The most common security breach, according to the Coast Guard, is people trespassing on the tank farms at the port to get to the waterfront, usually to fish under the Pearl Harbor Memorial Bridge, which runs over New Haven Harbor where it meets the Quinnipiac River. There was also an incident in 2003 when two people were found videotaping the harbor from the bridge. They were later found to be illegal aliens and were deported.
Typical cargo problems, according to Customs, are small drug seizures and pests associated with agricultural products.
Under measures instituted after 9/11, all ships arriving from overseas must give the Coast Guard 96-hour advance notice. Before 9/11, notice was 24 hours.
During those four days, Coast Guard scrutiny includes screening the vessel's crew and cargo and asking about its last five ports of call. The Coast Guard then determines whether to board the ship.
In Bridgeport, where a ship carrying produce from Colombia arrives weekly, it is not uncommon for divers to check its bottom and police dogs to check its cabins, and the containers to be emptied and inspected.
Additionally, each terminal owner or operator is required to have a security plan approved by the Coast Guard. Most include security guards, locked fences, lighting, surveillance cameras, alarms and security cards.
In New Haven's port, the city maintains a camera surveillance system that is monitored at a central operations center. City police conduct patrols. New Haven has the added concern of the Northeast Heating Oil Reserve, which is in tanks adjacent to the port.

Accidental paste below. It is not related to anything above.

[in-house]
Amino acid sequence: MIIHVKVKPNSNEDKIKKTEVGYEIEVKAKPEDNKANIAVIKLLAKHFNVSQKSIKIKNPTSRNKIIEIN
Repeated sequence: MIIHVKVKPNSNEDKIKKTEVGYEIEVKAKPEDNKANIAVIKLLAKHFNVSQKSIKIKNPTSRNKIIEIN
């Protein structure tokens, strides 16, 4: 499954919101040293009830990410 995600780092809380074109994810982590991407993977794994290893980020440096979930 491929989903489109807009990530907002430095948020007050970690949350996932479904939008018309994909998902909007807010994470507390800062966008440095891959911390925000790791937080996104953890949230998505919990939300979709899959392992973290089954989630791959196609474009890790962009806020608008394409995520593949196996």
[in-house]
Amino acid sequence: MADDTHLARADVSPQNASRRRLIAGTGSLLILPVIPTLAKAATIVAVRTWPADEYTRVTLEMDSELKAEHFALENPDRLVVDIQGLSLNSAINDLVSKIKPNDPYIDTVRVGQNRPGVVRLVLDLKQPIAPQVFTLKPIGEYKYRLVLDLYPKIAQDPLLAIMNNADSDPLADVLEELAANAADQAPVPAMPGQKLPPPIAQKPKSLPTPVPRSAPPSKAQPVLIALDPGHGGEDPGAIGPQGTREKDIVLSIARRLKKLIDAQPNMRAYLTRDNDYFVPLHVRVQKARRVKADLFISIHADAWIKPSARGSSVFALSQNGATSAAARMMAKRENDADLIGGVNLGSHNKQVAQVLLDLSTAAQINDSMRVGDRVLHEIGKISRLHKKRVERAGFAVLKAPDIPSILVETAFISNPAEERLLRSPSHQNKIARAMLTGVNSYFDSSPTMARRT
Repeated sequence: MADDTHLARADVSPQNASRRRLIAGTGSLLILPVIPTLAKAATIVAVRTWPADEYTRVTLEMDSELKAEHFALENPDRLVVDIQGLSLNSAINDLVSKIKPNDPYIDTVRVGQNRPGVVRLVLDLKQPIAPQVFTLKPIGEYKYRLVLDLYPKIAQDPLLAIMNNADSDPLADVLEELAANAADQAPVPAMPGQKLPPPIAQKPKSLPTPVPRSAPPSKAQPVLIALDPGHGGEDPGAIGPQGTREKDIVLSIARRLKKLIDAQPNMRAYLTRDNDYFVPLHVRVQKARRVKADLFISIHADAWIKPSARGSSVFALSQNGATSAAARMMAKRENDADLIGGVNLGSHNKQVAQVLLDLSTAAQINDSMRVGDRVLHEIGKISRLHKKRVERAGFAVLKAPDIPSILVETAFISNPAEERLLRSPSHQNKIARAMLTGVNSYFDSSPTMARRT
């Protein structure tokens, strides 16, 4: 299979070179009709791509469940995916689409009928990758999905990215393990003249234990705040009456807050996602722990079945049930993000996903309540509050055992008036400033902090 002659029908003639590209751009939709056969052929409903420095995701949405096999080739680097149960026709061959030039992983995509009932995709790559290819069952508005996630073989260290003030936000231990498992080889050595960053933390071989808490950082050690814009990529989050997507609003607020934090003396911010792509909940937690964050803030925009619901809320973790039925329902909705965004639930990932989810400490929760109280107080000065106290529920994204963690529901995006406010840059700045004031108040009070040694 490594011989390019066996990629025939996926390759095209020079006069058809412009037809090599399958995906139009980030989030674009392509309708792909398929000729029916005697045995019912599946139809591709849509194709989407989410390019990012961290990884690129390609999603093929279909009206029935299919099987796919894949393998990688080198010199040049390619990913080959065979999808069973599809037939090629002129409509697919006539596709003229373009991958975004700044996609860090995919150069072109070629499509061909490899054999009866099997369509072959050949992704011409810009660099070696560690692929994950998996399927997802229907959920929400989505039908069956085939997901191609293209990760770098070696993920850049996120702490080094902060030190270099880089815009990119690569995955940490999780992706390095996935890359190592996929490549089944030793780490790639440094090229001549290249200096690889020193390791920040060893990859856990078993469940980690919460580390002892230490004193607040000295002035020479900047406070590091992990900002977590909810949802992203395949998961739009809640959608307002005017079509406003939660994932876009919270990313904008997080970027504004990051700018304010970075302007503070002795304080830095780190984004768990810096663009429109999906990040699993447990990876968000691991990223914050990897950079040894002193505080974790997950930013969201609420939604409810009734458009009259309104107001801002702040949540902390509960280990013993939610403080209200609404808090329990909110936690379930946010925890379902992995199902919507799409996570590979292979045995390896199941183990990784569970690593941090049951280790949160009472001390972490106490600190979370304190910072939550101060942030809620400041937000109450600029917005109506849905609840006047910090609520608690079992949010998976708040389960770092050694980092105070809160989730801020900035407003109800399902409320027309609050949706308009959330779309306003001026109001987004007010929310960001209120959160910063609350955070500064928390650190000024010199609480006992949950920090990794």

But many long-time participants in international shipping said that simply worrying about security on the receiving end neglects the bigger issue. Security starts at the point of export, they said, not with who runs the ports in the United States. And foreign presences at American ports are a fact of shipping life because trade is multinational by definition. In Connecticut, for example, any number of foreign-affiliated companies supply the petroleum products that arrive.
“This is a part of the globalization of free trade, and we're probably going to see more of that,” said Martin Toyen, chairman of the Connecticut Maritime Commission, a government-appointed advisory panel on matters pertaining to commerce in Long Island Sound.
Mr. Toyen, whose daughter, Amy, was killed on 9/11 in the World Trade Center, said he isn't concerned about Dubai Ports and does not believe that as a tanker operation Motiva poses much of a problem.
“We have to put systems in place to give us the security to play in the world marketplace,” Mr. Toyen said. But he added: “I'm not sure we have those systems in place. We want to be able to stop a bomb where it goes on.”